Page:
This study examined whether exposure to pesticides, including dichlorodiphenyltrichloroethane (DDT), was associated with longer time to pregnancy (TTP).
Pregnant women (N = 402) living in a migrant farmworker community were asked how many months they took to conceive. Women reported their and their partners’ occupational and home pesticide exposure preceding conception. In a subset (N = 289), levels of DDT and dichlorodiphenyldichloroethylene (DDE), were measured in maternal serum.
No associations were seen with p, p′-DDT, o, p′-DDT, or p, p′-DDE. Maternal occupational pesticide exposure (fecundability odds ratios [fOR] = 0.8, 95% CI: 0.6 to 1.0), home pesticide use (fOR = 0.6, 95% CI: 0.4 to 0.9), and residence within 200 ft of an agricultural field (fOR = 0.7, 95% CI: 0.5 to 1.0) were associated with reduced fecundability (ie, longer TTP).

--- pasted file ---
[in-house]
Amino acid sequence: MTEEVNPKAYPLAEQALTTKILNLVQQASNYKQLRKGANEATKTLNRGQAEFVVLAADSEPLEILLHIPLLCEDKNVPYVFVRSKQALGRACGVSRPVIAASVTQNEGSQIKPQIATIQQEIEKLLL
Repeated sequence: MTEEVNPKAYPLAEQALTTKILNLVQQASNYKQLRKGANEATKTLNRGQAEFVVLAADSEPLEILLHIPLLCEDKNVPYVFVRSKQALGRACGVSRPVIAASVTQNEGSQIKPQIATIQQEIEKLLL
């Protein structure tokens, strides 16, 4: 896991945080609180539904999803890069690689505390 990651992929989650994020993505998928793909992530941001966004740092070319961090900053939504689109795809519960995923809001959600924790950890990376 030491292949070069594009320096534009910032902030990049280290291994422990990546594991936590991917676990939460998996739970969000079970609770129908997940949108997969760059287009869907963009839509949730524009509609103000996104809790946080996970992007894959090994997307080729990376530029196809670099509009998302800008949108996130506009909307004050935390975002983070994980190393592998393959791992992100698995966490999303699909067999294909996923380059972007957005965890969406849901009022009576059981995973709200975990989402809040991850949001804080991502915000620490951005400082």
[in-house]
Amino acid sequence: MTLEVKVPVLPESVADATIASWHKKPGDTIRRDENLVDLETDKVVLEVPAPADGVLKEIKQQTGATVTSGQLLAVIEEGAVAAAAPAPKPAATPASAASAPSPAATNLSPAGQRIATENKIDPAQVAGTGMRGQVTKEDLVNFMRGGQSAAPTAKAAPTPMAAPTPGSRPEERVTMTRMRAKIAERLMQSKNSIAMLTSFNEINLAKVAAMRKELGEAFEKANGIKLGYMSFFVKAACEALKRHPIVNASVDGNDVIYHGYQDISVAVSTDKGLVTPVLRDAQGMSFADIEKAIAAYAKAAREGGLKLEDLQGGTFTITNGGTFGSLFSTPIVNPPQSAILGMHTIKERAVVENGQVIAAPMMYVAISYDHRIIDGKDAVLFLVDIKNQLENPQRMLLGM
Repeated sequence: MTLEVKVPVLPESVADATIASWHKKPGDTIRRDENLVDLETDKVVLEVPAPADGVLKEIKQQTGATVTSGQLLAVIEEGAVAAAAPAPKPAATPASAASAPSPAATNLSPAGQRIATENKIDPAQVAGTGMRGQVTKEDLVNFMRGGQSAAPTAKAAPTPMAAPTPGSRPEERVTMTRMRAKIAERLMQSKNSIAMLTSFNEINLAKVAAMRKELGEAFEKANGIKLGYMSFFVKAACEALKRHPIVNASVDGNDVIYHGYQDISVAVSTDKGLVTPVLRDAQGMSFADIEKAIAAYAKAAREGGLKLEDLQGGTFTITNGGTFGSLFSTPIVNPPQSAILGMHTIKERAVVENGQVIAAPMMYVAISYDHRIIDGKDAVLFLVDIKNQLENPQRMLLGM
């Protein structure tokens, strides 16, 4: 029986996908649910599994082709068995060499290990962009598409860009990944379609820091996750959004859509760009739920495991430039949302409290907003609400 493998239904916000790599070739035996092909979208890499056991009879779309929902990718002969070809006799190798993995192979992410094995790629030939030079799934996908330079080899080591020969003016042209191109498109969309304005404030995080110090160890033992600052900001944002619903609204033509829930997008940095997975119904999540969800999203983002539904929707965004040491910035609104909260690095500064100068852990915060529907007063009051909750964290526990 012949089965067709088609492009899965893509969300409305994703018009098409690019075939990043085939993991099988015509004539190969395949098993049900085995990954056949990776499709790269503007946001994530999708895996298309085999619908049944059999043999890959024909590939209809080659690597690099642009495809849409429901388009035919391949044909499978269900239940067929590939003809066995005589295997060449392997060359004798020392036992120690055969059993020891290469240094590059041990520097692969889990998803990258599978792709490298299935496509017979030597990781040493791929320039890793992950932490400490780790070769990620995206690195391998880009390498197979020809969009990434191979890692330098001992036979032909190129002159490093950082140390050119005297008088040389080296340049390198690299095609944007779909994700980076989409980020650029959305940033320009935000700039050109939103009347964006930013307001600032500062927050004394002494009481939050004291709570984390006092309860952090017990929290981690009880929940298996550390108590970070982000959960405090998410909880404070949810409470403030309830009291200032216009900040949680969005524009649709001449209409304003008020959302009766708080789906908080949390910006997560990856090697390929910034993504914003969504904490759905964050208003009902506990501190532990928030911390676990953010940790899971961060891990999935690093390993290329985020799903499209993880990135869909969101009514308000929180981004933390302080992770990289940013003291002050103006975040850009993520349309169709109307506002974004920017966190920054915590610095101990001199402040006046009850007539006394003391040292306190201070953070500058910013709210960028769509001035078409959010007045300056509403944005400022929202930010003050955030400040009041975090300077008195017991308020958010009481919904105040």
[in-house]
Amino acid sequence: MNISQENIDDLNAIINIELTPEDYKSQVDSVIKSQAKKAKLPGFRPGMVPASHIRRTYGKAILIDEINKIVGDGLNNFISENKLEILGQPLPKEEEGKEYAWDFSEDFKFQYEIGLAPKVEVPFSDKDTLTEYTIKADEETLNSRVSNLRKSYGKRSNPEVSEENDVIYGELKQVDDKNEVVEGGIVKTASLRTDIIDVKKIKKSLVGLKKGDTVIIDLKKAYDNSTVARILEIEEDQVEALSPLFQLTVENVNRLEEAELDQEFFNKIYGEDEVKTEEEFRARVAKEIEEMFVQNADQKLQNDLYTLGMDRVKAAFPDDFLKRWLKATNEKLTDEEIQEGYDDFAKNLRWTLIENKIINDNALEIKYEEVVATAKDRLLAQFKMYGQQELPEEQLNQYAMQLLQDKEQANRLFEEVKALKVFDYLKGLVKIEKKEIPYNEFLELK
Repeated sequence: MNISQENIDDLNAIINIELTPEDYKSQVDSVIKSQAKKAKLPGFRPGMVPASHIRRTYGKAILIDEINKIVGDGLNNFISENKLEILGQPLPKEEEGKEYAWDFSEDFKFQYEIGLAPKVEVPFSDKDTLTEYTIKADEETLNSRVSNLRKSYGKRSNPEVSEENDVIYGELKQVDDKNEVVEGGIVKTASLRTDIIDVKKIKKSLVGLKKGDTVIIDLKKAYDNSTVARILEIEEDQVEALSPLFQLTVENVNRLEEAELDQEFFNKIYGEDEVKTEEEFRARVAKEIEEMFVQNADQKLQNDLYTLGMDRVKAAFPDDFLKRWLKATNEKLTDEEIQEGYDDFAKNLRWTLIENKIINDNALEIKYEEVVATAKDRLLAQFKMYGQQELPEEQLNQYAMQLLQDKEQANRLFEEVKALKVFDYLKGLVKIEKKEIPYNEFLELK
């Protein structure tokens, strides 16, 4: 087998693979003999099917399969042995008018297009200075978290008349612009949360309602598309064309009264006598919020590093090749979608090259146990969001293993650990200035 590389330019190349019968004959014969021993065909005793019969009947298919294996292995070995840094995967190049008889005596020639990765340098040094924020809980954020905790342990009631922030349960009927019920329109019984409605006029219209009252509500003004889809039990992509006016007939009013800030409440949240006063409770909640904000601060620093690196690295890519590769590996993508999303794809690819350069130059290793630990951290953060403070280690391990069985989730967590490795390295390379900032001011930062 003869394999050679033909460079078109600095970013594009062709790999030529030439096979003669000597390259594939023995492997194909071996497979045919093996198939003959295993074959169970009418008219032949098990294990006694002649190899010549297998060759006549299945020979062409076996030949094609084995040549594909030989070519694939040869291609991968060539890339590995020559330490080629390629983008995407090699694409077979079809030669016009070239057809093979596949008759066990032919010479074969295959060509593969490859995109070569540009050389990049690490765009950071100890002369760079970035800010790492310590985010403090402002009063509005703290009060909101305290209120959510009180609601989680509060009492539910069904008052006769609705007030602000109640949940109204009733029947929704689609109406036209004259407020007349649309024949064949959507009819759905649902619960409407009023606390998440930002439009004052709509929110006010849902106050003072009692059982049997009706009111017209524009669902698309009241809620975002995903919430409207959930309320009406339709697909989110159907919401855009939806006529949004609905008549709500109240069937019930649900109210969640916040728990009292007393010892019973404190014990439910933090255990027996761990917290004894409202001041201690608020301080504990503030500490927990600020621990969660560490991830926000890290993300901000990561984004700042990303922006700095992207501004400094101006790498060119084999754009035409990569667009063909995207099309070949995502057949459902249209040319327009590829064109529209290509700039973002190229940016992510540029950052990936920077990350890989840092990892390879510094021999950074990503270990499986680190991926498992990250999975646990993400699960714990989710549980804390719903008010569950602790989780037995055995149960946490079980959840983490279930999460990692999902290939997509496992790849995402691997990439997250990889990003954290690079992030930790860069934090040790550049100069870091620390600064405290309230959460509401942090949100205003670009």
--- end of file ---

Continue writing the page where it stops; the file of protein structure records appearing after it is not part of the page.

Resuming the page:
Longer TTP was seen among women, but not men, reporting exposure to agricultural and home pesticides.
From the Center for Children’s Environmental Health Research (Drs Harley, Marks, Bradman, and Eskenazi), School of Public Health, University of California, Berkeley, Calif; and Division of Laboratory Sciences (Dr Barr), National Center for Environmental Health, Centers for Disease Control and Prevention, Atlanta, Ga.
CME Available for this Article at ACOEM.org
This work was supported by grants from the U.S. EPA (RD 83171001), NIEHS (PO1 ES009605), and NIOSH (RO1 OH007400). Kim G. Harley, Amy R. Marks, Asa Bradman, Dana B. Barr, and Brenda Eskenazi have no financial interests related to this research.
Address correspondence to: Kim Harley, PhD, Center for Children’s Environmental Health Research, School of Public Health, University of California, Berkeley, 2150 Shattuck Ave, Suite 600, Berkeley, CA 94704-7380; E-mail: email@example.com.